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Connections between the three main aspects of plant biology: circadian clock function, photoperiodism and the interplay of light will be key to the future of agriculture.
Fifty of the world’s top experts in the fields of plant biology, genetics and genomics will explore the connections between the main aspects of plant biology: circadian clock function, photoperiodism and the interplay of light. The debate sessions entitled Interplay of Light, Photoperiodism and Circadian Clock Function in Plant Development, organized by the International Center for Scientific Debate (CIDC), a Biocat initiative with support from “la Caixa” Welfare Projects, and the Center for Research in Agricultural Genomics (CRAG), aim to improve knowledge on how these three factors determine plant growth and their physiological response to environmental conditions. The sessions will be held 4, 5, and 6 May at the Museu Colet in Barcelona.
By studying the connections between these essential aspects of plant biology, scientists will be able to understand how plants face the new environmental challenges posed by global warming and thus allow for improved harvest yields and agricultural practices. The aim of these sessions is to understand and identify how cells face tension caused by the earth’s rotation and the changing seasons, and contribute new knowledge that can be used to develop crops that ease the main problems facing the planet, like food scarcity, energy generation and the use of water.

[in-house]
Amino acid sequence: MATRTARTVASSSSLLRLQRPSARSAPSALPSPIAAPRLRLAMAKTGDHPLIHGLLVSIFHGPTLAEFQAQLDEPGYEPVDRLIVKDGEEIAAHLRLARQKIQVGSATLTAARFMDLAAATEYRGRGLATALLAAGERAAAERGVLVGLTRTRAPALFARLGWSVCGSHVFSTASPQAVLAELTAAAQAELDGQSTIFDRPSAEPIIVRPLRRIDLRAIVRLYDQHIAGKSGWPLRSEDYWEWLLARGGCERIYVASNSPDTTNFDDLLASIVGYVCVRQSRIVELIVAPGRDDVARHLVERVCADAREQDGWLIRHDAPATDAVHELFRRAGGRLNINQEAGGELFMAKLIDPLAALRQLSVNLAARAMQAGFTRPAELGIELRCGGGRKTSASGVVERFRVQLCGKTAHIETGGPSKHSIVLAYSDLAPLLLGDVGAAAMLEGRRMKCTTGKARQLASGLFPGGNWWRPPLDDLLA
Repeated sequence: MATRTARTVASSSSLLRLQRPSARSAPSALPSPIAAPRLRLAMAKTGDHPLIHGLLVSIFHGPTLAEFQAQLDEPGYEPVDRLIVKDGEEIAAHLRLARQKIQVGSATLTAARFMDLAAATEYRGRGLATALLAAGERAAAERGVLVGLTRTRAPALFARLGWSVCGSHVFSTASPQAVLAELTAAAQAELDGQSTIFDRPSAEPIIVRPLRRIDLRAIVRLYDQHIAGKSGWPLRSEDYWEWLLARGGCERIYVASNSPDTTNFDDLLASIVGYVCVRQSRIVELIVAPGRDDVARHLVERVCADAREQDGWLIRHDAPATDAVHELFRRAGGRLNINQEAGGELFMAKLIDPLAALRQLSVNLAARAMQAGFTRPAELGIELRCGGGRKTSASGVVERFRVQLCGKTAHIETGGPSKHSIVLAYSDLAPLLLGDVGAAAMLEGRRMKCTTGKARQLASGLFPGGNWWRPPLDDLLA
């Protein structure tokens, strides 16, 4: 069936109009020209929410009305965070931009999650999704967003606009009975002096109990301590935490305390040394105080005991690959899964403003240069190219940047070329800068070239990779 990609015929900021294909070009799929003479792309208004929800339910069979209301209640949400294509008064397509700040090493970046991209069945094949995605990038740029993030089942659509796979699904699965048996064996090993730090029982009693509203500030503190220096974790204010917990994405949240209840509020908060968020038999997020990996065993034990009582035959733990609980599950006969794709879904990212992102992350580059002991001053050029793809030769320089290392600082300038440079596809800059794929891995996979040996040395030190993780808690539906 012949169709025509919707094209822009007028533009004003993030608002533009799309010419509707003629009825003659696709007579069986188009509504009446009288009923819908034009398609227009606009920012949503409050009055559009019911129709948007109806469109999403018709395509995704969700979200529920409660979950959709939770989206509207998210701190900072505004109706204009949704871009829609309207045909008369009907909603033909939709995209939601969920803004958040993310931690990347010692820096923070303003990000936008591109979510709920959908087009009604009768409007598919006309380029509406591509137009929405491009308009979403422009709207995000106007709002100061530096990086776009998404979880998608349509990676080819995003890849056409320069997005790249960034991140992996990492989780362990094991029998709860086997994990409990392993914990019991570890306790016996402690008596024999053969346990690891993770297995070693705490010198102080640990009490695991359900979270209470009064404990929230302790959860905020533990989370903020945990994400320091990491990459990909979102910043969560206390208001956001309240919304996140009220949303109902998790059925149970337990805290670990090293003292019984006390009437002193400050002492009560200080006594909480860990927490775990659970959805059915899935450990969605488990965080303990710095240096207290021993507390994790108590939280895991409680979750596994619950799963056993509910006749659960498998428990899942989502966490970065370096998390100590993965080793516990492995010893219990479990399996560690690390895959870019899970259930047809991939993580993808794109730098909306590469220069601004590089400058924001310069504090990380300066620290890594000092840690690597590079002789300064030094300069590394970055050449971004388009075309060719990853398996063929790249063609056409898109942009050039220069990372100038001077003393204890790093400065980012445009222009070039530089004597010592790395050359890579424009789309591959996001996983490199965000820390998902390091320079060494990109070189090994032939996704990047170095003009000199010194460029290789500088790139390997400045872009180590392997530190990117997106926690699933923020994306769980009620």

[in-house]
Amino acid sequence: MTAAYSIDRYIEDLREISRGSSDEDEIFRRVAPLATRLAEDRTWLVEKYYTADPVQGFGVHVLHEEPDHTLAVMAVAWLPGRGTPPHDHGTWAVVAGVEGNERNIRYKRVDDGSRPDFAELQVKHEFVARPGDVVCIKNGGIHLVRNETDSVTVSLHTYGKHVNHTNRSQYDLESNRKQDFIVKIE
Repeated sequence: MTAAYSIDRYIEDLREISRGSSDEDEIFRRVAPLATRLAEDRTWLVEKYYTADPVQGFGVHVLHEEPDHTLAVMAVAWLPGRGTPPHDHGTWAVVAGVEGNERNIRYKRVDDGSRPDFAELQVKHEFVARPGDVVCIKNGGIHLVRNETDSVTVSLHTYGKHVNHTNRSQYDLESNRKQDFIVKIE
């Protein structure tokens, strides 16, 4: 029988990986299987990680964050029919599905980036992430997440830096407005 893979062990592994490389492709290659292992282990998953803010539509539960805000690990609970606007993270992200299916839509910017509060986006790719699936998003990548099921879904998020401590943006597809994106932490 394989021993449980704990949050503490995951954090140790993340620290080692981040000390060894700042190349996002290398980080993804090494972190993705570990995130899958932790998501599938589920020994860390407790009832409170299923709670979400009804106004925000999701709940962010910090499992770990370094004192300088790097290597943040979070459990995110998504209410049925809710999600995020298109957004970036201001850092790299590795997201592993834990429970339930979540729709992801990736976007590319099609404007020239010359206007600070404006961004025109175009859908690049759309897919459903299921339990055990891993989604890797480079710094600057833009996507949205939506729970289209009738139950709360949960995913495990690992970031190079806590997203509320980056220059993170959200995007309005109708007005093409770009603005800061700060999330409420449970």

Exactly the same thing happens in the human body: light is essential to synthesizing Vitamin D, regulating sleep patterns and the sensation of hunger, and influences, for example, our moods. Understanding the connections between the circadian clock, light and photoperiodism can also help us understand how these three factors influence the human body, which could be applied, for example, in avoiding jetlag, choosing the best time of day to administer drugs, or improving treatment of some types of cancer.